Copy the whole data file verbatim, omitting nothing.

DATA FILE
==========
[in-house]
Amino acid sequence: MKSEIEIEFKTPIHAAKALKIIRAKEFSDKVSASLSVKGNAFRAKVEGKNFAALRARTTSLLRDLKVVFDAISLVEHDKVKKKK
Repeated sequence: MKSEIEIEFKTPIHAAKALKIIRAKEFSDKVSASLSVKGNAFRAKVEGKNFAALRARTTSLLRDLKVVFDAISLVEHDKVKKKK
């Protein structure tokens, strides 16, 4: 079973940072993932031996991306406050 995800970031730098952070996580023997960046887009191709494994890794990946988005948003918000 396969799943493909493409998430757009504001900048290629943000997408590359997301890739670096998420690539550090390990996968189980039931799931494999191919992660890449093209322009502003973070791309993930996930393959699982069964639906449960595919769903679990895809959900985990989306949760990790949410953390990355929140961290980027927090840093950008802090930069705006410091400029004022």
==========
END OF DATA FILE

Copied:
[in-house]
Amino acid sequence: MKSEIEIEFKTPIHAAKALKIIRAKEFSDKVSASLSVKGNAFRAKVEGKNFAALRARTTSLLRDLKVVFDAISLVEHDKVKKKK
Repeated sequence: MKSEIEIEFKTPIHAAKALKIIRAKEFSDKVSASLSVKGNAFRAKVEGKNFAALRARTTSLLRDLKVVFDAISLVEHDKVKKKK
């Protein structure tokens, strides 16, 4: 079973940072993932031996991306406050 995800970031730098952070996580023997960046887009191709494994890794990946988005948003918000 396969799943493909493409998430757009504001900048290629943000997408590359997301890739670096998420690539550090390990996968189980039931799931494999191919992660890449093209322009502003973070791309993930996930393959699982069964639906449960595919769903679990895809959900985990989306949760990790949410953390990355929140961290980027927090840093950008802090930069705006410091400029004022």